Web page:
More broadly, I wish to speak for the millions of Canadians who want to see peace in this region and the creation of the secure and sovereign states of Israel and Palestine living side by side in peace.
Israel has not complied with its obligations under the Geneva convention. Over time, it has steadily and consistently increased its illegal settlements in Palestine.
In the end, most Canadians wish for a safe, secure, sovereign Israel and Palestine, living in peace and friendship and in mutual co-operation. We all want to see increased commercial, political, social and cultural relations with Israel. However, we also want to see these very same relationship benefits extended to the Palestinians. Trade agreements are important legal instruments that play an important role, along with diplomacy, in ensuring that internationally recognized human rights standards and laws are adhered to and maintained.
They absolutely must themselves comply with these laws and norms. The Canada-Israel Free Trade Agreement is not merely the technical construct of an economic relationship, with chapters and chapters on the exchange of goods and services and some voluntary feel-good promises; this is a political treatise that has profound influence on people. It is reckless to sign a free trade agreement that disregards the issue of occupied territory. This only exacerbates the situation, and for what?
I mentioned earlier that the NDP is in support of trade agreements that uphold our international commitments, human rights, the sustainable development goals, indigenous rights and gender rights, and that align with our own foreign policies. However, I would like to point out that a year on from the signing of CETA, our exports have decreased. It makes us question again a trade agreement that undermines human rights, that undermines social responsibility. Why would we sign a trade agreement with Israel that does not respect the position of Palestinian territory? It is reckless because it exacerbates the situation, and why? What is it all for?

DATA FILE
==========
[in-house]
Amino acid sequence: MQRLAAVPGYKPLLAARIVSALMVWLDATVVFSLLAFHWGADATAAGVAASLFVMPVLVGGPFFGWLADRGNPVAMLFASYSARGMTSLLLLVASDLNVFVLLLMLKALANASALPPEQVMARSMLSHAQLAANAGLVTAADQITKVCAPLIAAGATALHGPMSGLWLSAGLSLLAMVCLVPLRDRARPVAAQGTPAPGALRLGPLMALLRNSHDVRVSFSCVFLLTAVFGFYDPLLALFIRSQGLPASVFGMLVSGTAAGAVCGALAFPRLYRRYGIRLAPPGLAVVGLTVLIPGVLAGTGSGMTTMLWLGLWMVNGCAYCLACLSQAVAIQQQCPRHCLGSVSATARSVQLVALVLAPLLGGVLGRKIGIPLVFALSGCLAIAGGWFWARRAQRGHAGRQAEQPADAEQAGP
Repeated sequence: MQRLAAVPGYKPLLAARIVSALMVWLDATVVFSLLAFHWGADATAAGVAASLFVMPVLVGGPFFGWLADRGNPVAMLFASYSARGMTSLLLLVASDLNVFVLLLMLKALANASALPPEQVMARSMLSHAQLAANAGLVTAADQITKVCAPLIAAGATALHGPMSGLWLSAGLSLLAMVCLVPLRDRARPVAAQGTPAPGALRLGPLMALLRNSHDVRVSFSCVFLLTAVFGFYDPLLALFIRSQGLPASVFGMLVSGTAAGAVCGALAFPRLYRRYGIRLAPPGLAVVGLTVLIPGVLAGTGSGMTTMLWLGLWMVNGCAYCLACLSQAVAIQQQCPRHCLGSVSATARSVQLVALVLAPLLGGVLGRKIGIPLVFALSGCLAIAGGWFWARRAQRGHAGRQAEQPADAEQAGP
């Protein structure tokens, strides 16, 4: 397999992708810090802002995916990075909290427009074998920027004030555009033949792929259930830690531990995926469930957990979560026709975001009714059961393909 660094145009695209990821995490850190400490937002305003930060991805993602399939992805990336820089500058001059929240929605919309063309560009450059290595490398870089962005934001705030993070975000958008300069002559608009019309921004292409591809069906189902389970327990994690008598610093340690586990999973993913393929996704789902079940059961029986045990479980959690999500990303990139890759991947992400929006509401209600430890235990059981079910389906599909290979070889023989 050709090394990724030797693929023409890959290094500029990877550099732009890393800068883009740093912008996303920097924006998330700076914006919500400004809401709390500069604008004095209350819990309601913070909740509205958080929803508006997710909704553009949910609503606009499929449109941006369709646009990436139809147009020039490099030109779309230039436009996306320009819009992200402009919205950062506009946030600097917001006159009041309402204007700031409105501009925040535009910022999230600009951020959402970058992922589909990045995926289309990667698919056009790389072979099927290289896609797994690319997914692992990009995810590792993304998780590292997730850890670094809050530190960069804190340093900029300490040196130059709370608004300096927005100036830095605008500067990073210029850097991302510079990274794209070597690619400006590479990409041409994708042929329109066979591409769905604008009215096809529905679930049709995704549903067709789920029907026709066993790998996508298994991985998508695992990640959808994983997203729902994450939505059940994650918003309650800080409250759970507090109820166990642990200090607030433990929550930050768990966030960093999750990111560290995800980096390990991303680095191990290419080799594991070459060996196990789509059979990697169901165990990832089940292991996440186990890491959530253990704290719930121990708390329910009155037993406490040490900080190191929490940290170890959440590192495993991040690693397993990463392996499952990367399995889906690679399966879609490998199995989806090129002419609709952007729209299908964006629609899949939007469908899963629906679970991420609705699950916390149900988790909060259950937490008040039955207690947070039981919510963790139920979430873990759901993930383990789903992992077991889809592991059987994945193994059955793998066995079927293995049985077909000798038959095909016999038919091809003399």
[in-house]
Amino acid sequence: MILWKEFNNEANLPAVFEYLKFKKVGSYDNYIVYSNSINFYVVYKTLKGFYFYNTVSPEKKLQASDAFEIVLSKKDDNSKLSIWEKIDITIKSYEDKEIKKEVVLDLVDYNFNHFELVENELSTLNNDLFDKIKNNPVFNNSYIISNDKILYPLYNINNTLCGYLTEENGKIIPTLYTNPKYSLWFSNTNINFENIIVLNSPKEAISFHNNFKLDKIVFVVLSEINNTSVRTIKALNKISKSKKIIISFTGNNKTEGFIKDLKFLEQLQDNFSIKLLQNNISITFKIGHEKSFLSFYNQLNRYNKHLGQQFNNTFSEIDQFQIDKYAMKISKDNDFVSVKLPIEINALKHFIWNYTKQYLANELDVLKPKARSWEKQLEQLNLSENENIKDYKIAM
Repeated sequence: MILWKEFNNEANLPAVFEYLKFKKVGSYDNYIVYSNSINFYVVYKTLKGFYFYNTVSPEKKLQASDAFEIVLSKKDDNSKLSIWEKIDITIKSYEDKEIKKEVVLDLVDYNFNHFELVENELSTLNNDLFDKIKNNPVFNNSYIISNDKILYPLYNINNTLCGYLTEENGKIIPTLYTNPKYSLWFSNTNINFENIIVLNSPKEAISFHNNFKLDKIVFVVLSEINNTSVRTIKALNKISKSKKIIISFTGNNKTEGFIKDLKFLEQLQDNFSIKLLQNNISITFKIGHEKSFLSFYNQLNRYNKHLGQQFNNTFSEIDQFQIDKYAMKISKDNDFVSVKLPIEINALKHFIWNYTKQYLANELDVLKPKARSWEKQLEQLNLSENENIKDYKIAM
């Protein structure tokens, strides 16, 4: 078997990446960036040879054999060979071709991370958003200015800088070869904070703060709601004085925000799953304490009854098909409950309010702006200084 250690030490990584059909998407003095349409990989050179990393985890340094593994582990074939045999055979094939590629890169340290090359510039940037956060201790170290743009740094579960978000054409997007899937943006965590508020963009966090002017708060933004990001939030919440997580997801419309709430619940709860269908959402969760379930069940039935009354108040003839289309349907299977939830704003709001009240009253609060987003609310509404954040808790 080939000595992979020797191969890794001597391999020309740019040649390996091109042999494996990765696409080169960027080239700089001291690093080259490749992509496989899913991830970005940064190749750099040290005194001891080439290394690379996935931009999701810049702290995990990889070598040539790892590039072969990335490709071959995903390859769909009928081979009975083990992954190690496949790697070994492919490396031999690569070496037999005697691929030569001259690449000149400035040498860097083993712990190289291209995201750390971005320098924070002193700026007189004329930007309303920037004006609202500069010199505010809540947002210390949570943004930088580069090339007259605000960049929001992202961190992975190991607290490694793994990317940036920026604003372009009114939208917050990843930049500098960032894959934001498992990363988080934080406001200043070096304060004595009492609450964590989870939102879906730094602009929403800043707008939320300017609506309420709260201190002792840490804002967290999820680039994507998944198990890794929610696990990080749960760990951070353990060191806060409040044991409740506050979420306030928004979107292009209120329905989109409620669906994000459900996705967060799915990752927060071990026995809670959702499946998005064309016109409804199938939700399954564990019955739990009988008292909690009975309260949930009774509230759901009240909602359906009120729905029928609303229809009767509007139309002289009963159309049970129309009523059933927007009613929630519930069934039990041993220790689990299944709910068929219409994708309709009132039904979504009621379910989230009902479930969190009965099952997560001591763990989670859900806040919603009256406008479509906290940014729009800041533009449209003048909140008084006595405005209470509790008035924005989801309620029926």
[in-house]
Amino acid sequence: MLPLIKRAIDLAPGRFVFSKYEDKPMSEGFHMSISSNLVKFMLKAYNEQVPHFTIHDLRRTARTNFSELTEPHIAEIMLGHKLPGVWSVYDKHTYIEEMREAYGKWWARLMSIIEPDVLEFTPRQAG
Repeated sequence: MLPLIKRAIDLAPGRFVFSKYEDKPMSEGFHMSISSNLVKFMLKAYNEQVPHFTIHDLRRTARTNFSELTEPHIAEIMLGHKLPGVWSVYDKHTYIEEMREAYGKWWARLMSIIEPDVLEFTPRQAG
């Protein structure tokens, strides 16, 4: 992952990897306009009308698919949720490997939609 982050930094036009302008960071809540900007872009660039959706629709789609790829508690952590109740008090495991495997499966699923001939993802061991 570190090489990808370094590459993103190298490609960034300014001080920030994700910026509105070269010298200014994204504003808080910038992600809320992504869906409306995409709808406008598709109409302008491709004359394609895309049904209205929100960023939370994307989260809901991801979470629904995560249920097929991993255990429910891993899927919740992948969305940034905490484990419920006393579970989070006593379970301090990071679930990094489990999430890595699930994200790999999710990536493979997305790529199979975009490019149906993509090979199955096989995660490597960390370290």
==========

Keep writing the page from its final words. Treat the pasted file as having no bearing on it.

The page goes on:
We have other free trade agreements that were followed by a decrease in exports to the countries we have signed with. We have signed 14 trade agreements, and exports have decreased to those countries. There is a major fundamental issue, a major fundamental approach to the trade agreements that we have to address. There are underlying issues that have to be examined, and bolder steps have to be taken so that we align not only with our own foreign policies but with international law.
We covet a seat on the United Nations Security Council, and this is a perfect opportunity for this country to step up when it is updating this free trade agreement. In being so bold as to update it, we do not have to forge a path on our own. The European Union has articulated exactly the kinds of amendments that we see as putting us in alignment with our international commitments and our own domestic foreign policies that have been laid out.
We have fundamental issues that need to be addressed with the types of trade agreements that we are creating and signing, and if they are not actually creating opportunities for Canadians businesses, then that is a springboard. It is a definite impetus for us to delve in and see what is fundamentally wrong with these agreements. This is a perfect opportunity for the Government of Canada to change the trajectory.
Enough with the voluntary guidelines for corporate social responsibility. There need to be real, enforceable rules. We could have negotiated stronger language, just as the European Union did with Israel. We could take at least the astute step that the EU has taken on labelling the origin of a product for where it came from: occupied territory. Why mince words? Why not assert international law and human rights? Why not insist on it?
It is disappointing that with this iteration of the CIFTA, a valuable opportunity has been discarded with regard to Israel and Palestine. Canada's trade policy does not align with its foreign policy. The latter acknowledges the importance of international law and the fact that the settlements violate this law. By including settlement products in the provisions of the CIFTA, such treatment de facto legitimizes the settlements, encourages their economic growth and contributes to their permanence. In any free trade agreement, the question should always be “cui bono?”: who benefits?